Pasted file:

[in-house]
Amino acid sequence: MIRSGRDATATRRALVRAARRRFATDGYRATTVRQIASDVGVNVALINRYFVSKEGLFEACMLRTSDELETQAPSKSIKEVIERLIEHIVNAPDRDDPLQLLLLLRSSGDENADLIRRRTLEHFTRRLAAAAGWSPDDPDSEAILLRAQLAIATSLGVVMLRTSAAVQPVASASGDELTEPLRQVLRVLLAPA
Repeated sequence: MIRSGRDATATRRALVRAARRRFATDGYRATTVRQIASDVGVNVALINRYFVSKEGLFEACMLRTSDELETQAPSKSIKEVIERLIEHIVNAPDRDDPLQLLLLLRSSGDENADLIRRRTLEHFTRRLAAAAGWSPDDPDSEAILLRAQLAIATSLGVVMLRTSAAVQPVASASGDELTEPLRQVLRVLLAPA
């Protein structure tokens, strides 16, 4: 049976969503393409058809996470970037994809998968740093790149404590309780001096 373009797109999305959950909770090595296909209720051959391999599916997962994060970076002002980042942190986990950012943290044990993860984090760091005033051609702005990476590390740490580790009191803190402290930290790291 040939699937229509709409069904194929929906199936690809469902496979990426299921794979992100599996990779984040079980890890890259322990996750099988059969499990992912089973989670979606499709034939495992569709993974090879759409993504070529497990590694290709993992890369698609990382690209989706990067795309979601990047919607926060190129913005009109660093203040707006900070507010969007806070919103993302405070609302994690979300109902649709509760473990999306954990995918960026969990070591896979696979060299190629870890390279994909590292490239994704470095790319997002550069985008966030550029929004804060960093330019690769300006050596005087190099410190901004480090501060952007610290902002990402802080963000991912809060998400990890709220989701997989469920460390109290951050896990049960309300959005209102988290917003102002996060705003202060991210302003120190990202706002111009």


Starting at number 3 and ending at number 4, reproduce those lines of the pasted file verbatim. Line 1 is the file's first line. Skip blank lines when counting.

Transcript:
Repeated sequence: MIRSGRDATATRRALVRAARRRFATDGYRATTVRQIASDVGVNVALINRYFVSKEGLFEACMLRTSDELETQAPSKSIKEVIERLIEHIVNAPDRDDPLQLLLLLRSSGDENADLIRRRTLEHFTRRLAAAAGWSPDDPDSEAILLRAQLAIATSLGVVMLRTSAAVQPVASASGDELTEPLRQVLRVLLAPA
């Protein structure tokens, strides 16, 4: 049976969503393409058809996470970037994809998968740093790149404590309780001096 373009797109999305959950909770090595296909209720051959391999599916997962994060970076002002980042942190986990950012943290044990993860984090760091005033051609702005990476590390740490580790009191803190402290930290790291 040939699937229509709409069904194929929906199936690809469902496979990426299921794979992100599996990779984040079980890890890259322990996750099988059969499990992912089973989670979606499709034939495992569709993974090879759409993504070529497990590694290709993992890369698609990382690209989706990067795309979601990047919607926060190129913005009109660093203040707006900070507010969007806070919103993302405070609302994690979300109902649709509760473990999306954990995918960026969990070591896979696979060299190629870890390279994909590292490239994704470095790319997002550069985008966030550029929004804060960093330019690769300006050596005087190099410190901004480090501060952007610290902002990402802080963000991912809060998400990890709220989701997989469920460390109290951050896990049960309300959005209102988290917003102002996060705003202060991210302003120190990202706002111009």